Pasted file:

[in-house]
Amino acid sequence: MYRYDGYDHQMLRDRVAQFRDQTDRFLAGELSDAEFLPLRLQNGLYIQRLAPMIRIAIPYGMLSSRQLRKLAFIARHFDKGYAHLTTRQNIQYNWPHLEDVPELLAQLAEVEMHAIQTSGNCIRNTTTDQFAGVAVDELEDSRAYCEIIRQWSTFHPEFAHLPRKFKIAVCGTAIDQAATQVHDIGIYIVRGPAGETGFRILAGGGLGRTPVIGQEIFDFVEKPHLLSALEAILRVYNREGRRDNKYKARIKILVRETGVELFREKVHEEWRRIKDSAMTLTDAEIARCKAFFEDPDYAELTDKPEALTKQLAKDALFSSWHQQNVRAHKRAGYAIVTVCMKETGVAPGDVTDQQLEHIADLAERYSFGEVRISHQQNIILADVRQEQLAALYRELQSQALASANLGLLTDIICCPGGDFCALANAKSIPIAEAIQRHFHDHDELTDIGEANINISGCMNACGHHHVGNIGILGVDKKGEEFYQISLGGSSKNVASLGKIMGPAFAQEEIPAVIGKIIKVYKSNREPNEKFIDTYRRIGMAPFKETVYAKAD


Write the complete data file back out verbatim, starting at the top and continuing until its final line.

[in-house]
Amino acid sequence: MYRYDGYDHQMLRDRVAQFRDQTDRFLAGELSDAEFLPLRLQNGLYIQRLAPMIRIAIPYGMLSSRQLRKLAFIARHFDKGYAHLTTRQNIQYNWPHLEDVPELLAQLAEVEMHAIQTSGNCIRNTTTDQFAGVAVDELEDSRAYCEIIRQWSTFHPEFAHLPRKFKIAVCGTAIDQAATQVHDIGIYIVRGPAGETGFRILAGGGLGRTPVIGQEIFDFVEKPHLLSALEAILRVYNREGRRDNKYKARIKILVRETGVELFREKVHEEWRRIKDSAMTLTDAEIARCKAFFEDPDYAELTDKPEALTKQLAKDALFSSWHQQNVRAHKRAGYAIVTVCMKETGVAPGDVTDQQLEHIADLAERYSFGEVRISHQQNIILADVRQEQLAALYRELQSQALASANLGLLTDIICCPGGDFCALANAKSIPIAEAIQRHFHDHDELTDIGEANINISGCMNACGHHHVGNIGILGVDKKGEEFYQISLGGSSKNVASLGKIMGPAFAQEEIPAVIGKIIKVYKSNREPNEKFIDTYRRIGMAPFKETVYAKAD